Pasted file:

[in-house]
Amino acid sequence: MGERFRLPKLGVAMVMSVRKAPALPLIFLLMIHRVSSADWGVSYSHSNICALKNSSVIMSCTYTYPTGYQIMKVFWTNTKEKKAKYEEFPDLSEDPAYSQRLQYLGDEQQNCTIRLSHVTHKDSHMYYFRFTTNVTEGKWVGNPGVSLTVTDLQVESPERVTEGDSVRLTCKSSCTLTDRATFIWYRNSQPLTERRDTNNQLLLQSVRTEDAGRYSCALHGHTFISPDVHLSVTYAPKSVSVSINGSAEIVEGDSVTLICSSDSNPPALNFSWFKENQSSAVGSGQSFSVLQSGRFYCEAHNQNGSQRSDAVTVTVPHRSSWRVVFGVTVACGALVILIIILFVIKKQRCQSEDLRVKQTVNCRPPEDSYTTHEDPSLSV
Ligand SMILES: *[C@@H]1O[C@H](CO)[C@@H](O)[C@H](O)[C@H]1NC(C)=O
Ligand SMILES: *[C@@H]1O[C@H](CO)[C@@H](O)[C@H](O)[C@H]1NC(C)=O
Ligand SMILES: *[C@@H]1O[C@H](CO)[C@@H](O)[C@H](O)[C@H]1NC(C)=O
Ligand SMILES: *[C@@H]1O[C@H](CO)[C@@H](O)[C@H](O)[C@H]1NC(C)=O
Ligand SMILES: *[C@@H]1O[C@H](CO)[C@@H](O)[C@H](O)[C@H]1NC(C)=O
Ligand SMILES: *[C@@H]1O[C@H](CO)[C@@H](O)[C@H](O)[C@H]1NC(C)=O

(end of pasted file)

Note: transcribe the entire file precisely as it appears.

[in-house]
Amino acid sequence: MGERFRLPKLGVAMVMSVRKAPALPLIFLLMIHRVSSADWGVSYSHSNICALKNSSVIMSCTYTYPTGYQIMKVFWTNTKEKKAKYEEFPDLSEDPAYSQRLQYLGDEQQNCTIRLSHVTHKDSHMYYFRFTTNVTEGKWVGNPGVSLTVTDLQVESPERVTEGDSVRLTCKSSCTLTDRATFIWYRNSQPLTERRDTNNQLLLQSVRTEDAGRYSCALHGHTFISPDVHLSVTYAPKSVSVSINGSAEIVEGDSVTLICSSDSNPPALNFSWFKENQSSAVGSGQSFSVLQSGRFYCEAHNQNGSQRSDAVTVTVPHRSSWRVVFGVTVACGALVILIIILFVIKKQRCQSEDLRVKQTVNCRPPEDSYTTHEDPSLSV
Ligand SMILES: *[C@@H]1O[C@H](CO)[C@@H](O)[C@H](O)[C@H]1NC(C)=O
Ligand SMILES: *[C@@H]1O[C@H](CO)[C@@H](O)[C@H](O)[C@H]1NC(C)=O
Ligand SMILES: *[C@@H]1O[C@H](CO)[C@@H](O)[C@H](O)[C@H]1NC(C)=O
Ligand SMILES: *[C@@H]1O[C@H](CO)[C@@H](O)[C@H](O)[C@H]1NC(C)=O
Ligand SMILES: *[C@@H]1O[C@H](CO)[C@@H](O)[C@H](O)[C@H]1NC(C)=O
Ligand SMILES: *[C@@H]1O[C@H](CO)[C@@H](O)[C@H](O)[C@H]1NC(C)=O